It is absolutely untrue that in 2009 the People for the Ethical Treatment of Animals received “full access” to UW-Madison records on research involving cats.
As co-counsel for PETA in its open records lawsuit against the university, I take issue with last Saturday’s column, “Cat research, after all the drama,” by Eric Sandgren, director of the Research Animal Resources Center at UW-Madison.
UW did not, and has not to this day, released the so-called “proprietary” details of its experiments on the brains of living cats. And the records and photos that we finally obtained are far from complete.
The primary justification UW gave the court for its refusal to release either the written or photographic documents related to these “surgeries” came in an affidavit submitted to the court in 2011 by the primary researcher: “The surgical technique was developed by a non-UW researcher who shared the technique with me on the condition that I keep the technique confidential.”
Despite several requests for some evidence of this confidentiality agreement, and a promise by the UW to produce it, it was never provided to the court. UW even refused to name this “non-UW researcher” who allegedly extracted this confidentiality pledge.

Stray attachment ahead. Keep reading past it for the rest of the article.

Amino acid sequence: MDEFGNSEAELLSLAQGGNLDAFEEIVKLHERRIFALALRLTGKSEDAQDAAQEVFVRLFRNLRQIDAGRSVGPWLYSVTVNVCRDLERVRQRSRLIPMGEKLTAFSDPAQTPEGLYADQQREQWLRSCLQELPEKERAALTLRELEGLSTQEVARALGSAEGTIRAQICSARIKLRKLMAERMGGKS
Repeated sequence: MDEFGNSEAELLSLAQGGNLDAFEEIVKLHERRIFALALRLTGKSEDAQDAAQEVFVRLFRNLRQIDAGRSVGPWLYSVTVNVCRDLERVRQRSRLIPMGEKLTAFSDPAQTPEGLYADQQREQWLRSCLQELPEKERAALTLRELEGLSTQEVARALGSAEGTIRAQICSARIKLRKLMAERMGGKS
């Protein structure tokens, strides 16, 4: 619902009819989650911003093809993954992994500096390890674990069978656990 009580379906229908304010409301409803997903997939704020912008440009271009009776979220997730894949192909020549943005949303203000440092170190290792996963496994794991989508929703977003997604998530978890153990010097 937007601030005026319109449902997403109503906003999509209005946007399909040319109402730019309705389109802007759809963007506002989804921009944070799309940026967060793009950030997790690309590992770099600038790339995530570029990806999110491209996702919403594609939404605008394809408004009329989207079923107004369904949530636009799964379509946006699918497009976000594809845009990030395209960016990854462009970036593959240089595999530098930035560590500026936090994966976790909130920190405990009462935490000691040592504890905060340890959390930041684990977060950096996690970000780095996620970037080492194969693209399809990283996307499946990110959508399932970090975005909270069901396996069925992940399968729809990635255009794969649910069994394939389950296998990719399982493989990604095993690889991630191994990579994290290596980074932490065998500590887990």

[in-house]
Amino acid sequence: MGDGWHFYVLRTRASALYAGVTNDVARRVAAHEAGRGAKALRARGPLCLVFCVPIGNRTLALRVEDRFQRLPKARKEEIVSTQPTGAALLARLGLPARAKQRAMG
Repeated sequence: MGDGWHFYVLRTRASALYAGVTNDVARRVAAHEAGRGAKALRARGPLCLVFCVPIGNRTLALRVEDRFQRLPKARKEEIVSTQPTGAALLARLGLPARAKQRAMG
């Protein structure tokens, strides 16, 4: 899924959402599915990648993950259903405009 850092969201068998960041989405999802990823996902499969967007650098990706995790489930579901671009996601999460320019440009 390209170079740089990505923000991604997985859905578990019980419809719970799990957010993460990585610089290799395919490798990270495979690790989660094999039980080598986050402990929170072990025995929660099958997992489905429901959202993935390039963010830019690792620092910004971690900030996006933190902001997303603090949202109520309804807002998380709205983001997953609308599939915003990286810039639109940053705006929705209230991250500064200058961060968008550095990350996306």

After several months of digging through publicly available research papers, we found the “non-UW researcher,” and when we spoke with him directly, he stated there was no such confidentiality agreement. In fact, it appeared that the work of this “non-UW researcher” was funded by a National Institutes of Health grant that stipulated he make it freely and publicly available.
In August of 2011, we informed the court of our conversation with this “non-UW research,” and soon after UW expressed an interest in settling our open records case. In January and February of 2012, my client and I met several times with UW’s attorney for the purpose of reaching an agreement on how the photos and records would be blurred or redacted to hide the details the UW still argued were “proprietary.”
In the interest of getting this information to the public as soon as possible, PETA signed a restrictive confidentiality agreement governing the release of the photos and records. In June of 2012, PETA finally obtained the records and photos, still heavily redacted.
Contrary to Sandgren’s claim, even in settlement, PETA was not provided with access to “the complete description of all procedures and medical interventions.”
Sandgren claims he cannot understand why PETA waited until it obtained the dramatic post-surgical photos of the UW’s cats before it publicized its find.
Months of work went into obtaining these records and photos, and as the old saying goes, “A picture is worth a thousand words.” This is especially true when 990 of those words are redacted!
Leslie A. Hamilton is a Madison attorney.